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Coast to Coast

September 29, 2009
by Steven Winn
a photograph of Matia Tarnopolsky

A fresh face with a great résumé takes the podium at Cal Performances.

Matìas Tarnopolsky has traveled far to become the new director of Cal Performances, the university’s esteemed performing arts presenting organization. The Buenos Aires-born, London-raised administrator, who last worked as vice president of artistic planning of the New York Philharmonic, is assuming his first directorship and his first university-affiliated job. At 39, he succeeds Robert Cole, who was 78 when he stepped down last spring after 23 years at the Cal Performances helm. Tarnopolsky (whose first name is pronounced “Ma-TEA-us”) spoke by phone from his soon-to-be-former home in Hastings-on-Hudson. The sounds of New York birdsong supplied a backdrop for the soft-spoken director’s British accent.

California magazine: First question for anyone moving here: Have you found a place to live?

Tarnopolsky: We just rented a little house in Kensington until we decide where we’d like to buy. It’s ten minutes from the office.

What does your wife, Birgit Hottenrott, do?

She’s recently returned to work as the head of fundraising for Spring for Music, which puts on an annual festival of orchestra concerts at Carnegie Hall. We have 4-year-old twins, so that keeps us both busy as well.

Why were you interested in coming here? It’s one of the great presenting jobs in the country. Cal Performances has incredible artistic scope, from music to theater to dance to opera. It has world-class aspirations and a track record to match. This is the kind of opportunity that doesn’t come along very often.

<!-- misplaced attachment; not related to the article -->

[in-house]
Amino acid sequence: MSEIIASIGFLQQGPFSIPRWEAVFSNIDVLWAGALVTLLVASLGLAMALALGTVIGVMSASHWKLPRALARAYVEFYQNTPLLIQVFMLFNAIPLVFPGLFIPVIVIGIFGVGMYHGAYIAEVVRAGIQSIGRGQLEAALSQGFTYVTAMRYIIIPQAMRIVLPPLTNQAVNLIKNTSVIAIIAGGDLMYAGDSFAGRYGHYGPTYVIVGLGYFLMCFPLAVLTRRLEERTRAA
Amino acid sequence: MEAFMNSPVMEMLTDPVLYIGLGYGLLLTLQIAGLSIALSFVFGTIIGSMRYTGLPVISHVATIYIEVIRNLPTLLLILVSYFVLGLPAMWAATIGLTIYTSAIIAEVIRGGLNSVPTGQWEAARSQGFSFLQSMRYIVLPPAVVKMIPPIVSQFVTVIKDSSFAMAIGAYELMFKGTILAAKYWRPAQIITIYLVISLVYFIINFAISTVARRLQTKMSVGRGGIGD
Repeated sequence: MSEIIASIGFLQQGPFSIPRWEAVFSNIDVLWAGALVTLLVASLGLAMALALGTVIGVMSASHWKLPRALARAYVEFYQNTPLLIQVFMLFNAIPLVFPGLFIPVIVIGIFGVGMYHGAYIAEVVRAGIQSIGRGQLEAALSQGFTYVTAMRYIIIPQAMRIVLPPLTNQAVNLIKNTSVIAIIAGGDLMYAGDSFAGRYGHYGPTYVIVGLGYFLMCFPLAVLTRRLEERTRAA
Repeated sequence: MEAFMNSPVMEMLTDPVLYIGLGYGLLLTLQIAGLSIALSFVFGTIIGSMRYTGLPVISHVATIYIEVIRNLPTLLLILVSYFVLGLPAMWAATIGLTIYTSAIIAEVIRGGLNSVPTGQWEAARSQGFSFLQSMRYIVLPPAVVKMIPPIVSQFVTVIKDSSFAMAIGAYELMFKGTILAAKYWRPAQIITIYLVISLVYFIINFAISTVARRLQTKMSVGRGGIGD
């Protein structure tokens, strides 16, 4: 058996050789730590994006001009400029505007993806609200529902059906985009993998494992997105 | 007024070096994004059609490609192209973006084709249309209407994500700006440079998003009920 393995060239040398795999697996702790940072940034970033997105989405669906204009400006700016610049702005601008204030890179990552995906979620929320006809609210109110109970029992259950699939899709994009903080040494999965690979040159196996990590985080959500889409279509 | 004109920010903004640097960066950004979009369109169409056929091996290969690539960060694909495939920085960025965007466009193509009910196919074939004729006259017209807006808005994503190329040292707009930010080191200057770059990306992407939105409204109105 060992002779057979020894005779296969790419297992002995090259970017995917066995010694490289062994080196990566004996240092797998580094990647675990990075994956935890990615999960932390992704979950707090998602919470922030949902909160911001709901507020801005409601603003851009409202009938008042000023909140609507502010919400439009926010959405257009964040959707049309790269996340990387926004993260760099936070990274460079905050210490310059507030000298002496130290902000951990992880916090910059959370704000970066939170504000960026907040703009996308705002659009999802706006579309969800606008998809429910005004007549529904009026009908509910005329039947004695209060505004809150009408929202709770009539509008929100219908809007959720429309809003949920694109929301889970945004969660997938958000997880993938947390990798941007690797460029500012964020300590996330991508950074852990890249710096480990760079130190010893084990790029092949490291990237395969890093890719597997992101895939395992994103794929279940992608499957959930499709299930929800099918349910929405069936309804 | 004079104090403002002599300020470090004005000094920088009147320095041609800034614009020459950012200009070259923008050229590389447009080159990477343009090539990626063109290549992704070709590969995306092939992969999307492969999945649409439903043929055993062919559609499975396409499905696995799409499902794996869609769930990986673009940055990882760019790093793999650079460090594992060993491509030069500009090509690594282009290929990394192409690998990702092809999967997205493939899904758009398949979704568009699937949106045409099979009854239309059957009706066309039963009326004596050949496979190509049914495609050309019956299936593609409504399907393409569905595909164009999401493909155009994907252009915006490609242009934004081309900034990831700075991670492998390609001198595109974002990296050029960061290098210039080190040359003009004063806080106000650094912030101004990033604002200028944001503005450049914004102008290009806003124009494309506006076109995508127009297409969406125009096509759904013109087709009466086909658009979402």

Your background is in symphony orchestras. Does that mean we’ll be hearing more symphonic music at Zellerbach Hall?

My first great love is classical music, but my interests are very, very widespread. I do hope we can hear more symphonic music in Zellerbach, especially in longer residencies, where we can really get the range of what an orchestra can do. But my idea is to maintain the variety and diversity of the cultural offerings at Zellerbach.

How will you put your own stamp on the programming?

I want to show how none of the arts exists alone—that music and the visual arts, architecture and dance are all somehow intermingled. I’d like Cal Performances to be at once a museum and a laboratory. A museum where we come and see the great works of art beautifully performed by the greatest exponents. And a laboratory where the greatest creators can come and make real their artistic ambitions. We want to provide a forum for both, so you can come and hear your first Winterreise or Bach preludes and fugues, and also see the latest production by Mark Morris.

This organization has been closely associated with certain artists and ensembles over the years: Mark Morris, Robert Lepage, John Adams, Alvin Ailey. Will you be continuing those relationships?

Of course I’ll be continuing these relationships. And I want to expand the roster of artists. My approach is going to be evolutionary rather than revolutionary.

Among other things, your job description gives you responsibility for things like the college choral ensembles and the Cal Band. Any thoughts about that?

I believe that the performance of music in ensembles teaches fundamental life skills. You learn to lead or follow. You learn to prepare. You learn, if you don’t do it already, to show up on time—and not just for the performance or a rehearsal, but to be there ready to play 15 minutes ahead of time. As contributions to the whole, I think these are the sorts of things we all need to learn and carry with us as citizens throughout our lives. The university setting is one of the last chances we have to inculcate these values.

Let’s say you have five pieces of music for the rest of your life. What would they be?

Oh, that’s really unfair. And you need me to answer right now? Well, look, Bach, of course, the Goldberg Variations. Mahler’s Fifth Symphony. A Beethoven piano sonata, probably Op. 110. The Marriage of Figaro. And the Oliver Knussen opera Where the Wild Things Are, which I think is a masterpiece. Ask me again in five minutes, by the way, and it will all change. I’d give you entirely contemporary works. But I can answer the question of what my favorite movie is.

Which is?

Some Like It Hot.

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